I'll report back when I try these various methods.

    Thanks again.


  • Moderators

    I find exposing the C++ slots to QML much simpler than trying to expose the QML signals to C++. But, I suppose it's just a matter of preference, necessity, and design.



  • Your method worked wonderfully once I figured out that I could use QmlApplicationViewer just like a QDeclarativeView:

    @
    QmlApplicationViewer viewer;
    viewer.setMainQmlFile(QLatin1String("qml/calcXY/main.qml"));
    viewer.rootContext()->setContextProperty("calcXYObject, &calcXYClass);
    viewer.showExpanded();
    @

    I was confused initially as to how to setContextProperty to the root of the "Page" that was relevant for my function invocations, but then I figured out that handing the root of the entire QML tree should suffice.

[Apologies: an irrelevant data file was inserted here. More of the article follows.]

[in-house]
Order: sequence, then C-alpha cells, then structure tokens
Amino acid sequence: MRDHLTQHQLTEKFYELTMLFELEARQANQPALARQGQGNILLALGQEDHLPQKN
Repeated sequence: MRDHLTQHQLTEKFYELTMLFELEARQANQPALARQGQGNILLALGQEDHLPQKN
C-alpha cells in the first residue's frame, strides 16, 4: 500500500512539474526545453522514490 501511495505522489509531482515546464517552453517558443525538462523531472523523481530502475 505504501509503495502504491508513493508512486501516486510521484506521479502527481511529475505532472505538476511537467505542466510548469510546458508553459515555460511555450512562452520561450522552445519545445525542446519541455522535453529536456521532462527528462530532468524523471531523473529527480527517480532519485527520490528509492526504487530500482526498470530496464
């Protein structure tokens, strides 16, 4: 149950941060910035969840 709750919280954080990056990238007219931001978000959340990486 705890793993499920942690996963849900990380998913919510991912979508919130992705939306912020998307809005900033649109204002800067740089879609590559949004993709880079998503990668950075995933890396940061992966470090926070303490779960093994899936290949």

So I suppose that I can set up all the various Calc classes (for the different functions to be calculated) using separate setContextProperty calls in main.cpp.



  • With the signal approach, things are complicated by the fact that if you use Qt Components the delayed instantiation of the page makes it difficult to set the signal up in main.cpp. Or am I missing something? The above example with the signal approach would read something like:

    @
    CalcXY calcXY;

    QObject rootObject = dynamic_cast<QObject>(viewer.rootObject());
    QObject::connect(rootObject, SIGNAL(calcXYSignal()),
    &calcXY, SLOT(calcXYSlot()));
    @

    but then I get the following error at runtime:

    @
    Object::connect: No such signal PageStackWindow_QMLTYPE_13::calcXYSignal()
    @

    which makes sense since calcXYSignal isn't declared in main.qml, which is the start page of the PageStack. It is declared in another QtComponent, calcxy.qml. One can easily imagine a set of such qml files: calcxy.qml, calcab.qml, calccd.qml, etc., each dealing with a specific function.